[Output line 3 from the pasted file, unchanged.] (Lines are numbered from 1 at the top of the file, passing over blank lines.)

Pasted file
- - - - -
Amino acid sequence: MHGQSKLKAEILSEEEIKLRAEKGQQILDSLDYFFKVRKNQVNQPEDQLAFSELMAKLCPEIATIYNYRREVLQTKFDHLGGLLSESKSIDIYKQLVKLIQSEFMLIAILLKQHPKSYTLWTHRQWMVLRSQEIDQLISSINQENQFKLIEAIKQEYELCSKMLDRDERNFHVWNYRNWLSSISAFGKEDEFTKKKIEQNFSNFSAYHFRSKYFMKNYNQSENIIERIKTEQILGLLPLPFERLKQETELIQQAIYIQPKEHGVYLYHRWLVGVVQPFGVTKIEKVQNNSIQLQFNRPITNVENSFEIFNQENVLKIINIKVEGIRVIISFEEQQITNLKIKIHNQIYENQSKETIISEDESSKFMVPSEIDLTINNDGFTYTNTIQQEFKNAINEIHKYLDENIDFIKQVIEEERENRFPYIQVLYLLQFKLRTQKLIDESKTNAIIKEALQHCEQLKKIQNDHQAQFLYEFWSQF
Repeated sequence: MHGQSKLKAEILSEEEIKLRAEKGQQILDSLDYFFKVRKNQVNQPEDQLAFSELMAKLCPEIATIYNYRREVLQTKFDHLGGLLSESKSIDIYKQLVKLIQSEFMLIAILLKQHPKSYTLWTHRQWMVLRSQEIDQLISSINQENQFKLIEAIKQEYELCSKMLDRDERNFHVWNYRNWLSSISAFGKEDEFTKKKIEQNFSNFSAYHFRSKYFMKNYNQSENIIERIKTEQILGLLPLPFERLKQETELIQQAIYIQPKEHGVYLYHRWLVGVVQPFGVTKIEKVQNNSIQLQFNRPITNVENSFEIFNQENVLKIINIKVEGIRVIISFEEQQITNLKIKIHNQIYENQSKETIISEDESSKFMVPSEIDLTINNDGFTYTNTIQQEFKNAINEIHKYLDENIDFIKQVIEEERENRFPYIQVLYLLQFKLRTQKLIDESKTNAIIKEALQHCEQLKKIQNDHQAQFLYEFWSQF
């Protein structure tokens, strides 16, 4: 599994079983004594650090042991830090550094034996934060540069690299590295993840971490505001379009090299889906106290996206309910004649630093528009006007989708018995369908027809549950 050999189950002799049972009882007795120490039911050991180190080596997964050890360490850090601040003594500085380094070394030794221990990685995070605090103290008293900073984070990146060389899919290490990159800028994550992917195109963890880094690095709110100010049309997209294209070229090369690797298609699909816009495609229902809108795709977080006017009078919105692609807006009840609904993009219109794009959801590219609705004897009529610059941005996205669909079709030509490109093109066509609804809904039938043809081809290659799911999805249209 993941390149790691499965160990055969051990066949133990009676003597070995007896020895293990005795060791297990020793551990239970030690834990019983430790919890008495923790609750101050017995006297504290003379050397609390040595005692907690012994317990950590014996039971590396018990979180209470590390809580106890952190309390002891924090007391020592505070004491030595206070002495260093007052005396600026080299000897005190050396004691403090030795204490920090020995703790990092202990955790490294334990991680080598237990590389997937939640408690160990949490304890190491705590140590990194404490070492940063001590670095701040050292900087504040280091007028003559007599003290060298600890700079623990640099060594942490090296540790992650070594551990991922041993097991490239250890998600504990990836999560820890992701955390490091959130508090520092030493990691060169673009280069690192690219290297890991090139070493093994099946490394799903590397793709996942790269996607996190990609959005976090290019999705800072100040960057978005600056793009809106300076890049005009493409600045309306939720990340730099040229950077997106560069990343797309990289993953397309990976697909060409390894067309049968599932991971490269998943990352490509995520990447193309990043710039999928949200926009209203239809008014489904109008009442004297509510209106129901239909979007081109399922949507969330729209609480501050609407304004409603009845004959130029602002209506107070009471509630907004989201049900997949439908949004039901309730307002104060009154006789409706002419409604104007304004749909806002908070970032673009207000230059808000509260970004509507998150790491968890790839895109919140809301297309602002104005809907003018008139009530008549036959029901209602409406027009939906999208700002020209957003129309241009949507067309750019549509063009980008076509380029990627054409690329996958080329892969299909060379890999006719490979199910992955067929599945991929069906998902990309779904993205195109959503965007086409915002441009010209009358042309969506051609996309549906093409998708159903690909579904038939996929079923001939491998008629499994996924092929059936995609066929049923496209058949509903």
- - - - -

């Protein structure tokens, strides 16, 4: 599994079983004594650090042991830090550094034996934060540069690299590295993840971490505001379009090299889906106290996206309910004649630093528009006007989708018995369908027809549950 050999189950002799049972009882007795120490039911050991180190080596997964050890360490850090601040003594500085380094070394030794221990990685995070605090103290008293900073984070990146060389899919290490990159800028994550992917195109963890880094690095709110100010049309997209294209070229090369690797298609699909816009495609229902809108795709977080006017009078919105692609807006009840609904993009219109794009959801590219609705004897009529610059941005996205669909079709030509490109093109066509609804809904039938043809081809290659799911999805249209 993941390149790691499965160990055969051990066949133990009676003597070995007896020895293990005795060791297990020793551990239970030690834990019983430790919890008495923790609750101050017995006297504290003379050397609390040595005692907690012994317990950590014996039971590396018990979180209470590390809580106890952190309390002891924090007391020592505070004491030595206070002495260093007052005396600026080299000897005190050396004691403090030795204490920090020995703790990092202990955790490294334990991680080598237990590389997937939640408690160990949490304890190491705590140590990194404490070492940063001590670095701040050292900087504040280091007028003559007599003290060298600890700079623990640099060594942490090296540790992650070594551990991922041993097991490239250890998600504990990836999560820890992701955390490091959130508090520092030493990691060169673009280069690192690219290297890991090139070493093994099946490394799903590397793709996942790269996607996190990609959005976090290019999705800072100040960057978005600056793009809106300076890049005009493409600045309306939720990340730099040229950077997106560069990343797309990289993953397309990976697909060409390894067309049968599932991971490269998943990352490509995520990447193309990043710039999928949200926009209203239809008014489904109008009442004297509510209106129901239909979007081109399922949507969330729209609480501050609407304004409603009845004959130029602002209506107070009471509630907004989201049900997949439908949004039901309730307002104060009154006789409706002419409604104007304004749909806002908070970032673009207000230059808000509260970004509507998150790491968890790839895109919140809301297309602002104005809907003018008139009530008549036959029901209602409406027009939906999208700002020209957003129309241009949507067309750019549509063009980008076509380029990627054409690329996958080329892969299909060379890999006719490979199910992955067929599945991929069906998902990309779904993205195109959503965007086409915002441009010209009358042309969506051609996309549906093409998708159903690909579904038939996929079923001939491998008629499994996924092929059936995609066929049923496209058949509903």